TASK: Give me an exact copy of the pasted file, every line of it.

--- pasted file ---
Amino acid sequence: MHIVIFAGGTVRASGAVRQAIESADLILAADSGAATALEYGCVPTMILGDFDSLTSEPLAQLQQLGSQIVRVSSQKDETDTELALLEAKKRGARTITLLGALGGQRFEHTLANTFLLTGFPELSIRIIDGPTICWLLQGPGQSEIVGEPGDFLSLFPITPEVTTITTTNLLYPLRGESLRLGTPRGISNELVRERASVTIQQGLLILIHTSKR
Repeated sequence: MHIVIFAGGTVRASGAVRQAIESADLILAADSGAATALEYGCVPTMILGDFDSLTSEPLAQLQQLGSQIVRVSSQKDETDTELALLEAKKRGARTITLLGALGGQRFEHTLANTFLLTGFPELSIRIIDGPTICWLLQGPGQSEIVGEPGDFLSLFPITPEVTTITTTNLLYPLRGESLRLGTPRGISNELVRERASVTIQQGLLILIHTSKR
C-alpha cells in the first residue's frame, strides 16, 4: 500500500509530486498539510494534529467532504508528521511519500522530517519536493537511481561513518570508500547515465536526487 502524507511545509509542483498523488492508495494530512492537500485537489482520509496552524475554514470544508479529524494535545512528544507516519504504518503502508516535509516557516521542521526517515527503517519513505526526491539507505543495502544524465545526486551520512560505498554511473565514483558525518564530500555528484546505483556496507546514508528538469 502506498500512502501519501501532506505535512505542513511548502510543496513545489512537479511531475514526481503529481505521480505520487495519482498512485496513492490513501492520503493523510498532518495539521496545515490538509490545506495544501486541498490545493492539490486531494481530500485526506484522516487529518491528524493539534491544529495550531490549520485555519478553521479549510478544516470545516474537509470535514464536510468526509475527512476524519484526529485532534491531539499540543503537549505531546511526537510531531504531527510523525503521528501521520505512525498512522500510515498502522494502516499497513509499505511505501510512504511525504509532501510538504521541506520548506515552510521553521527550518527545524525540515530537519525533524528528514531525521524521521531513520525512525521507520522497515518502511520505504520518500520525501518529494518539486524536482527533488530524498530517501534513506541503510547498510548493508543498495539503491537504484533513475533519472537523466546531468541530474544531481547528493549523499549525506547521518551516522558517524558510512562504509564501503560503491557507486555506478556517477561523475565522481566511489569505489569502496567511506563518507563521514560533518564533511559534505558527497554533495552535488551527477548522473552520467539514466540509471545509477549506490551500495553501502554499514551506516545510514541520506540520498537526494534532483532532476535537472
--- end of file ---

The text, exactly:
Amino acid sequence: MHIVIFAGGTVRASGAVRQAIESADLILAADSGAATALEYGCVPTMILGDFDSLTSEPLAQLQQLGSQIVRVSSQKDETDTELALLEAKKRGARTITLLGALGGQRFEHTLANTFLLTGFPELSIRIIDGPTICWLLQGPGQSEIVGEPGDFLSLFPITPEVTTITTTNLLYPLRGESLRLGTPRGISNELVRERASVTIQQGLLILIHTSKR
Repeated sequence: MHIVIFAGGTVRASGAVRQAIESADLILAADSGAATALEYGCVPTMILGDFDSLTSEPLAQLQQLGSQIVRVSSQKDETDTELALLEAKKRGARTITLLGALGGQRFEHTLANTFLLTGFPELSIRIIDGPTICWLLQGPGQSEIVGEPGDFLSLFPITPEVTTITTTNLLYPLRGESLRLGTPRGISNELVRERASVTIQQGLLILIHTSKR
C-alpha cells in the first residue's frame, strides 16, 4: 500500500509530486498539510494534529467532504508528521511519500522530517519536493537511481561513518570508500547515465536526487 502524507511545509509542483498523488492508495494530512492537500485537489482520509496552524475554514470544508479529524494535545512528544507516519504504518503502508516535509516557516521542521526517515527503517519513505526526491539507505543495502544524465545526486551520512560505498554511473565514483558525518564530500555528484546505483556496507546514508528538469 502506498500512502501519501501532506505535512505542513511548502510543496513545489512537479511531475514526481503529481505521480505520487495519482498512485496513492490513501492520503493523510498532518495539521496545515490538509490545506495544501486541498490545493492539490486531494481530500485526506484522516487529518491528524493539534491544529495550531490549520485555519478553521479549510478544516470545516474537509470535514464536510468526509475527512476524519484526529485532534491531539499540543503537549505531546511526537510531531504531527510523525503521528501521520505512525498512522500510515498502522494502516499497513509499505511505501510512504511525504509532501510538504521541506520548506515552510521553521527550518527545524525540515530537519525533524528528514531525521524521521531513520525512525521507520522497515518502511520505504520518500520525501518529494518539486524536482527533488530524498530517501534513506541503510547498510548493508543498495539503491537504484533513475533519472537523466546531468541530474544531481547528493549523499549525506547521518551516522558517524558510512562504509564501503560503491557507486555506478556517477561523475565522481566511489569505489569502496567511506563518507563521514560533518564533511559534505558527497554533495552535488551527477548522473552520467539514466540509471545509477549506490551500495553501502554499514551506516545510514541520506540520498537526494534532483532532476535537472